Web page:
Kehillah Synagogue, 1200 Mason Farm Road, Chapel Hill, is inviting members of the Jewish community to its annual Passover seder at 5:15 p.m. Tuesday, April 11.
At a seder, participants retell and examine the Exodus of the ancient Israelites from slavery in Egypt. Rabbi Jennifer Feldman, who will will lead the event, describes Passover as “an opportunity for all Jews to come together to tell a shared story of moving from slavery to freedom and to understand the universal meaning of this message of redemption.”
At this seder, the retelling of the story occurs through words, songs and recounting of the plagues, along with other activities that keep children interested and engaged.
The Haggadah, the seder text, has been designed to be fully accessible to Hebrew and non-Hebrew speakers alike.
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About 100 people attended last year’s community Seder and more are expected this year. Not surprising, since the Passover Seder is the most highly attended Jewish ritual, according to the rabbi.
“In some deep, almost essential way, attending a Seder offers an opportunity for Jews to personally be part of the Jewish story and to bring their own voices to the telling of the story,” Feldman said.
The cost is $64 for adults and $32 for children under 10 until the April 3 deadline. Call 919-942-8914 for tickets.
New Testament sermon
The Rev. Dr. Brian K. Blount, president and professor of New Testament at Union Presbyterian Seminary in Richmond, Va., will preach at the 11 a.m. worship service on Sunday, April 2, at First Presbyterian Church in downtown Durham.
His sermon is titled “Why Not?” and based on Revelation 22:1-8. He will also lead the 9:45 a.m. Faith and Community Class on the New Testament Book of Revelation.
In 2007, he was called to Union Presbyterian Seminary that has a satellite campus in Charlotte.
Blount has degrees from William and Mary, Princeton Seminary and Emory University and taught at Princeton. His primary work has been in the Gospel of Mark, the Book of Revelation and in the area of cultural studies.
The public is invited. First Presbyterian, is located at 305 E. Main St., and is fully accessible.
Big Wesley Auction
Wesley Campus Ministry at UNC will hold its annual auction and fundraiser, Big Wesley Auction, from 5 to 8 p.m. Saturday, April 8, at Christ United Methodist Church in Chapel Hilll’s Southern Village.
Last year’s auction raised more than $25,000 for Wesley’s missions and ministries and sent 28 students on mission trips to Appalachia Service Projects in West Virginia and Costa Rica Mission Projects, to repair homes and build churches.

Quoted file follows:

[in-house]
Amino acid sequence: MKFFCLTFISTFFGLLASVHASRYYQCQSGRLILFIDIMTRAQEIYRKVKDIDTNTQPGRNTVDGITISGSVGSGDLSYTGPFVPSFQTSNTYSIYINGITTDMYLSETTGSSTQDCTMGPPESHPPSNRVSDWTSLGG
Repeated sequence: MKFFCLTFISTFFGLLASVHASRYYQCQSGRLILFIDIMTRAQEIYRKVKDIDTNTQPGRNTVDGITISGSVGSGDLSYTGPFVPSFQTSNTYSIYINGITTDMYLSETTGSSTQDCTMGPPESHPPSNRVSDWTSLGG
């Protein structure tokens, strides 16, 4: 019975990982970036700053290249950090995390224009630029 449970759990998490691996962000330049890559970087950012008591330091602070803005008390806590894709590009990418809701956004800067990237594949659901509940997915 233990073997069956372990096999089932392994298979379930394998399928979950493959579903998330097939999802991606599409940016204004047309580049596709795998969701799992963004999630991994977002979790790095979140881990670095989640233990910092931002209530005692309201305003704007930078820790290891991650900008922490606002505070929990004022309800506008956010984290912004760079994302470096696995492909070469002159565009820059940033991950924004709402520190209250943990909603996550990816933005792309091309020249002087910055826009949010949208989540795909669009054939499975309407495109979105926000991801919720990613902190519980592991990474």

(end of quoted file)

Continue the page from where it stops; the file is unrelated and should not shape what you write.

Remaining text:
This year’s auction will be an evening event with a rustic theme, Southern food, a variety of silent and live auction items and entertainment.
Featured auction items include:
▪ A UNC men’s basketball locker room tour by Coach C.B. McGrath.
▪ A UNC men’s basketball autographed by the 2016-17 team.
▪ Four Blue Zone tickets for the UNC vs. Cal football game Sept. 2.
▪ A week’s stay at Villala Estancia Resort in Cabo San Lucas, Mexico, Sept. 30-Oct. 7.
▪ Four grandstand tickets for the NASCAR Xfinity Drive for the Cure 300 Oct. 6.
▪ Gift cards from favorite Chapel Hill retailers and restaurants.
Tickets are $35 for adults and $5 for students and children, at 919-942-2152 or at the door on the day of the event.
Once a month, more than 20 local faith groups celebrate their common values of serving the community and building strength for families who need affordable housing. Together this group raised $200,000 to build homes for three families in the Northside neighborhood on Whitaker Street in Chapel Hill.
Last Sunday, Habitat for Humanity of Orange County dedicated two of the three new homes, and “Building on Faith Partners” kicked off for the third.
Five hundred years ago, in 1517, Martin Luther posted his 95 Theses and started a reformation movement that revolutionized 16th century Europe.
His far-reaching reforms of theological understanding and church practices radically modified both church and society in Europe and beyond.
The Noon Book Group at United Church of Chapel Hill is reading “Luther for Armchair Theologians” as Steven Paulson discusses Luther’s thought and provides an introduction to the ideas that catapulted him to fame.
The book group at the church, 1321 Martin Luther King Jr. Blvd. meets at noon Mondays with the Rev. Richard Edens in the church library. Bring a lunch and join the conversation.